Sixty years ago, Ayn Rand anticipated Obama’s “You didn’t build that”—and also provided the perfect response to it.

No matter how weird, false, and hate-filled Ayn Rand’s Objectivist ideology is, it remains the case that as our society keeps becoming more leftist and collectivist, many of the elements in her epic novel Atlas Shrugged keep becoming more relevant and prescient.

Recently I have been re-reading Atlas Shrugged, with the aim of writing a summary of what’s terrific, what’s good, what’s bad, and what’s unreadably bad about it. (The title of the article will be, “Atlas Shrugged: The Good, the Bad, and the Ugly.”) Two nights ago I came upon the following passage, on page 246. In the scene, James Taggart, one of the novel’s principal villains, a man who hates all achievement, has just met an idealistic young woman named Cheryl Brooks and is talking to her about the genius steel industrialist Henry Rearden. After ten years of unremitting effort, Rearden has invented a new metal alloy lighter and stronger than steel called Rearden Metal. Fighting against the massed forces of public opinion and every effort to stop him, he has used the Metal to build a new railway line that will save the country’s economy.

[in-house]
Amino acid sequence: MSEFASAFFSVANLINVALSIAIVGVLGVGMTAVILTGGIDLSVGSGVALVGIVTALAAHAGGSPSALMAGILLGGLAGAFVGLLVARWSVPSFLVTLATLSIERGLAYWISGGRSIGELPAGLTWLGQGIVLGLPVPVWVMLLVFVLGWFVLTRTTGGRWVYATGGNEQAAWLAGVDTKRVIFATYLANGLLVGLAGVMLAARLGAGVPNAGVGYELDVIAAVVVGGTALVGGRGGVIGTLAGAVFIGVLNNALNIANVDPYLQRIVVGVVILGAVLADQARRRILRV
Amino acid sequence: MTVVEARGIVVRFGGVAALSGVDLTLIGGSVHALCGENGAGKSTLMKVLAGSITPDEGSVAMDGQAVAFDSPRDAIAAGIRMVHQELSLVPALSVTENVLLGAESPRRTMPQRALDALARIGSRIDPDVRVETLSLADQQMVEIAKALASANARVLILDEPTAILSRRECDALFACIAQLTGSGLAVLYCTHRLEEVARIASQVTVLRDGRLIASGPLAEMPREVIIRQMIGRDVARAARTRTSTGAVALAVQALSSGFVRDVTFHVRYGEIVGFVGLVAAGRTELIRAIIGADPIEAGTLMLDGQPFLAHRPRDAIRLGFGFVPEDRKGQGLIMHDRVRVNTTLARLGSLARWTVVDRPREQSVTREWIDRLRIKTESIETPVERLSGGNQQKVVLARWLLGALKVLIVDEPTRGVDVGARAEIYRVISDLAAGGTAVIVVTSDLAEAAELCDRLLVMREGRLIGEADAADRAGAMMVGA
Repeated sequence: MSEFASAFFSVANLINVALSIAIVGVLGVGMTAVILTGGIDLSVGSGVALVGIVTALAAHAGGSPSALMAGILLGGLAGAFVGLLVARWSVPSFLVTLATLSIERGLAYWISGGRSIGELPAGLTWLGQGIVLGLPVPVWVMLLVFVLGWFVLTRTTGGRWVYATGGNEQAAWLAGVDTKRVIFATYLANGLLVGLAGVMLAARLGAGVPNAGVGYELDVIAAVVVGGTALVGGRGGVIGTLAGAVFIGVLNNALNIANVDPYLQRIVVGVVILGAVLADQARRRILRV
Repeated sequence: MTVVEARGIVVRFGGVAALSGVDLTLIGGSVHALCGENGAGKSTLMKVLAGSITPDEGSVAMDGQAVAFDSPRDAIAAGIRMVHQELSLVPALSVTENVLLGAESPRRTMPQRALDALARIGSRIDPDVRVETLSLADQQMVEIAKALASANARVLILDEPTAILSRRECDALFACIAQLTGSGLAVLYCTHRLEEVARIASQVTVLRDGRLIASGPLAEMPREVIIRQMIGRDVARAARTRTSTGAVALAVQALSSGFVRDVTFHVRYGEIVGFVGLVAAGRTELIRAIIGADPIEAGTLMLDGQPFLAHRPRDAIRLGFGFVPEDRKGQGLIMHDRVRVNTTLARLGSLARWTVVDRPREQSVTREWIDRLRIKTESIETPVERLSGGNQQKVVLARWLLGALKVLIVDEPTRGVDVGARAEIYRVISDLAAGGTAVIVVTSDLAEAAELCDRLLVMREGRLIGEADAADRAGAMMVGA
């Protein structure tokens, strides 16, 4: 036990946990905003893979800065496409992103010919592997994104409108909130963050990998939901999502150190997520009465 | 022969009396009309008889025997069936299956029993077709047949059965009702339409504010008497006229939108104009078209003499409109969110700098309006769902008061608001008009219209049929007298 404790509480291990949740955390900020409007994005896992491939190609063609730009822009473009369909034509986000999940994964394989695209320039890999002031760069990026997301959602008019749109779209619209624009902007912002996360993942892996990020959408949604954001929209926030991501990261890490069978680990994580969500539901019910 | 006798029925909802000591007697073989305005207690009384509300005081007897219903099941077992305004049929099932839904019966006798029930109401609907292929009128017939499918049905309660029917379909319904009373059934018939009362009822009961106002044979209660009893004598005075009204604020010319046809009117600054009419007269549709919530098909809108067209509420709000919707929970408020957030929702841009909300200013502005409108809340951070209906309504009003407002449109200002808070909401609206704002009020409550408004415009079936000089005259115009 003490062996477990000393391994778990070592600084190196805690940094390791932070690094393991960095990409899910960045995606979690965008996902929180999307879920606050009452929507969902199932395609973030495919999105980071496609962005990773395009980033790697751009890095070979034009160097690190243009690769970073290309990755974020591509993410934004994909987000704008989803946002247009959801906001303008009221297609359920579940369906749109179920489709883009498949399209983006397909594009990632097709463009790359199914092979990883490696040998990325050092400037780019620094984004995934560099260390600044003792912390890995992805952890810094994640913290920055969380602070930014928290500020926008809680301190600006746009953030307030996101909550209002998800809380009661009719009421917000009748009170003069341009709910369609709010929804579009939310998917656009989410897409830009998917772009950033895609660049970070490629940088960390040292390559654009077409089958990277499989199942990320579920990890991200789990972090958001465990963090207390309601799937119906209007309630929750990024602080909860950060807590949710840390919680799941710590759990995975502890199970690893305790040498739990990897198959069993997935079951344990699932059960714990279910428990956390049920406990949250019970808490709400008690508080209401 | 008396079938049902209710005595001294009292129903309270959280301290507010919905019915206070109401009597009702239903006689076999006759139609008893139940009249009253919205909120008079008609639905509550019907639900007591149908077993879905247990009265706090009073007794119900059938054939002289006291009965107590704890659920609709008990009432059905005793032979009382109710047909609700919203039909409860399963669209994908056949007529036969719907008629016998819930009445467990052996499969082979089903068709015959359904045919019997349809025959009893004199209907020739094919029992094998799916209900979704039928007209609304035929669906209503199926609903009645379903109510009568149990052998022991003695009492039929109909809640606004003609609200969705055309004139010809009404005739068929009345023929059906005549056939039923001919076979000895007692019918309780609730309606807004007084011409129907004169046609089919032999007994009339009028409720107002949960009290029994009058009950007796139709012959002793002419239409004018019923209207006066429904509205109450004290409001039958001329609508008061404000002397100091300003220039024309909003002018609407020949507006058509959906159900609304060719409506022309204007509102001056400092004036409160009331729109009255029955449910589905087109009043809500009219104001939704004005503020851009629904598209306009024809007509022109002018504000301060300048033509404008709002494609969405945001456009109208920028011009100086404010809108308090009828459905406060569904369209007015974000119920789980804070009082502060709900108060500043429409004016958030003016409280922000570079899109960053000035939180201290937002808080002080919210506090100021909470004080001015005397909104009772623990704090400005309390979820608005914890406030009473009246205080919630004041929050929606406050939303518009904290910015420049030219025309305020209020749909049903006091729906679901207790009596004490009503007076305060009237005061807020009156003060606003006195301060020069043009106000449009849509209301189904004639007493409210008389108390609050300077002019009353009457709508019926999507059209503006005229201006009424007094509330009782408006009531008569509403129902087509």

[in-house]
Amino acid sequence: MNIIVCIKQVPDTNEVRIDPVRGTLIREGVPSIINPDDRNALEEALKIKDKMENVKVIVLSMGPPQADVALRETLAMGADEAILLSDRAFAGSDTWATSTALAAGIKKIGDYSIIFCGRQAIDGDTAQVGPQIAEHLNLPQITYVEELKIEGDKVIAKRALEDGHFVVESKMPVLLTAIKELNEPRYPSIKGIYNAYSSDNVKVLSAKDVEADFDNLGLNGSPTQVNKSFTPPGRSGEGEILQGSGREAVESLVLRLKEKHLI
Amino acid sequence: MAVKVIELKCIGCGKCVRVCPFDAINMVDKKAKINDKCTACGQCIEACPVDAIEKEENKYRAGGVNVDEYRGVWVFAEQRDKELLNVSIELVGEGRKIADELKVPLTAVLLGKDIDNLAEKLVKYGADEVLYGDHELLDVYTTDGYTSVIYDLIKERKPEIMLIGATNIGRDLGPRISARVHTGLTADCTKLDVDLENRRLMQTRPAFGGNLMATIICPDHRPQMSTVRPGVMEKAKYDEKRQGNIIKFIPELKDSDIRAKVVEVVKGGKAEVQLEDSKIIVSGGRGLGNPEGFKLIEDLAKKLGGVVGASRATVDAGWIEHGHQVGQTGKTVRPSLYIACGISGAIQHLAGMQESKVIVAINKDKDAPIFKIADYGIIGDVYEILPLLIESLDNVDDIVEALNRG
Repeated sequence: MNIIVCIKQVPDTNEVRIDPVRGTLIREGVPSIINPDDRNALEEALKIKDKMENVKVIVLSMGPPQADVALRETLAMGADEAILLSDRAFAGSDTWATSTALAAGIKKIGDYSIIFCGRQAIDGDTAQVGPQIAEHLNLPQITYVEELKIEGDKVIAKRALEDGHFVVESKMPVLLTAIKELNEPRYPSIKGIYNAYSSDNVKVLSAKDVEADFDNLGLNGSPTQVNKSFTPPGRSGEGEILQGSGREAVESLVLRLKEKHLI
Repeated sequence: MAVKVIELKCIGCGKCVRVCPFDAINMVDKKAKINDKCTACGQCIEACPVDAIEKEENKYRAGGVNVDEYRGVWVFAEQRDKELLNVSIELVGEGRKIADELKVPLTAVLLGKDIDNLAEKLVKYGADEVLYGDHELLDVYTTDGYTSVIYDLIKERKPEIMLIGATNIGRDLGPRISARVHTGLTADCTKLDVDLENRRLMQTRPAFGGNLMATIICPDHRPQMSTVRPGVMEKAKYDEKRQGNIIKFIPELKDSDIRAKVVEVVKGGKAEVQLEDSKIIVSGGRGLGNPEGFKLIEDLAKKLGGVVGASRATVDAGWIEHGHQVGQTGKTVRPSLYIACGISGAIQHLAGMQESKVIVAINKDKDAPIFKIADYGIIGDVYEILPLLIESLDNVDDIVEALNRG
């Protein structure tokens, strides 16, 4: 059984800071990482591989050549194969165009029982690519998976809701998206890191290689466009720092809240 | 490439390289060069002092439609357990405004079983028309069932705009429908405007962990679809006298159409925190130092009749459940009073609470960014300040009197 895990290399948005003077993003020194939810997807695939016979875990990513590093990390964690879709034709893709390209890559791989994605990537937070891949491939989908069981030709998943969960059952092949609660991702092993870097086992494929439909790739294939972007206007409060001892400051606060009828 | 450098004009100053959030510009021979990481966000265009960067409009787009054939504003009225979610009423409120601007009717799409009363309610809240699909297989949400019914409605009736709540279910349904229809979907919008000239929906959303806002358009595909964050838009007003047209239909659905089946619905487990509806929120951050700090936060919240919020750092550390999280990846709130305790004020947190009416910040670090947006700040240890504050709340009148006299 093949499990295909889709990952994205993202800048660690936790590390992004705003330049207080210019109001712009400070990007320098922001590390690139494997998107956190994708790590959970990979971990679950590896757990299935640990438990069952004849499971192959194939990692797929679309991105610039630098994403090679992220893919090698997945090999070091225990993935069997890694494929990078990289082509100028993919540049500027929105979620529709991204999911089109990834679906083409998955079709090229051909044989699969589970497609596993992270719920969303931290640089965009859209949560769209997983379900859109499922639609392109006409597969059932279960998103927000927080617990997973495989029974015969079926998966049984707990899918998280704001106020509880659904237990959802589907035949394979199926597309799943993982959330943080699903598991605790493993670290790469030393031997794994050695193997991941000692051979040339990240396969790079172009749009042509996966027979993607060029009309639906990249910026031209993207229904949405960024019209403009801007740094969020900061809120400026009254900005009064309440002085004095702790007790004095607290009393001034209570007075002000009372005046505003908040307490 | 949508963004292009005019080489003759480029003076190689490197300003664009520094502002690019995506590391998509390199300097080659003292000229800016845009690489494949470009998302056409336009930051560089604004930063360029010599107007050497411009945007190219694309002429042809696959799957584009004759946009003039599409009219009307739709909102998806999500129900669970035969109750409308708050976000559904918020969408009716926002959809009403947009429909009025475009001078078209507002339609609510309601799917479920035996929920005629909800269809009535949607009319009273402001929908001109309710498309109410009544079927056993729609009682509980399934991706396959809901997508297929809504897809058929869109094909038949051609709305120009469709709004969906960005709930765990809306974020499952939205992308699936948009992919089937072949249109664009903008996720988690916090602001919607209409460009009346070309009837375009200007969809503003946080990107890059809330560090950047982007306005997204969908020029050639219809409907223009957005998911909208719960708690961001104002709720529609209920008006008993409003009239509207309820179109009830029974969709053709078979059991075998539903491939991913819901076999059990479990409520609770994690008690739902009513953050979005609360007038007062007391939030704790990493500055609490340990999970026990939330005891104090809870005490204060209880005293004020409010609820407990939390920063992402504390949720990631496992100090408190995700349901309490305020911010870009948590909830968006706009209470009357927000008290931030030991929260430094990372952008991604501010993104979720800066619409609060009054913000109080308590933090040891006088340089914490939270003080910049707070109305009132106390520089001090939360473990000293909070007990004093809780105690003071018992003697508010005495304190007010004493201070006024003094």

Here is the exchange between Taggart and Cheryl:

“He didn’t invent iron ore and blast furnaces, did he?”


“Rearden. He didn’t invent smelting and chemistry and air compression. He couldn’t have invented his Metal but for thousands and thousands of other people. His Metal! Why does he think it’s his? Why does he think it’s his invention? Everybody uses the work of everybody else. Nobody ever invents anything.”

She said, puzzled, “But the iron ore and all those other things were there all the time. Why didn’t anybody else make that Metal, but Mr. Rearden did?”

Cheryl’s reply is of course the correct and perfect reply to Obama’s “You didn’t build that.”

- end of initial entry -

September 2

Terry Morris writes:

I remember that exchange from the book, but I don’t recall, is that the way it ends? [LA replies: The conversation continues, but on other points.] Taggart didn’t continue to press his point about everyone using everyone else’s work? He didn’t say something like:

“But Cheryl, you’re missing the point. Hank Rearden made the metal because of the hard work of everyone else. Because of everyone else’s labor, he was freed up to think of a way to make a superior steel alloy; because of the work of others methods were available to him to test and retest his theories; because of the work of others he had the education necessary for his mind to become creative; because of the work of others he had a reason to design a better metal; because of the work of others he was afforded the ability to choose a profession that would later inspire him to make a stronger steel. Just because he thought of it, and just because he made it, doesn’t make it his. When you consider everyone who has contributed to the creation of this miracle metal, Hank Rearden’s “achievement” pales in significance.”

Terry Morris writes:

Speaking of Rand’s windiness, I loaned my copy of Atlas Shrugged to a friend, warning that Rand “seems to have had a unique ability to cram into five or six paragraphs what most of us could say in one or two.”

Posted by Lawrence Auster at August 31, 2012 11:03 AM | Send

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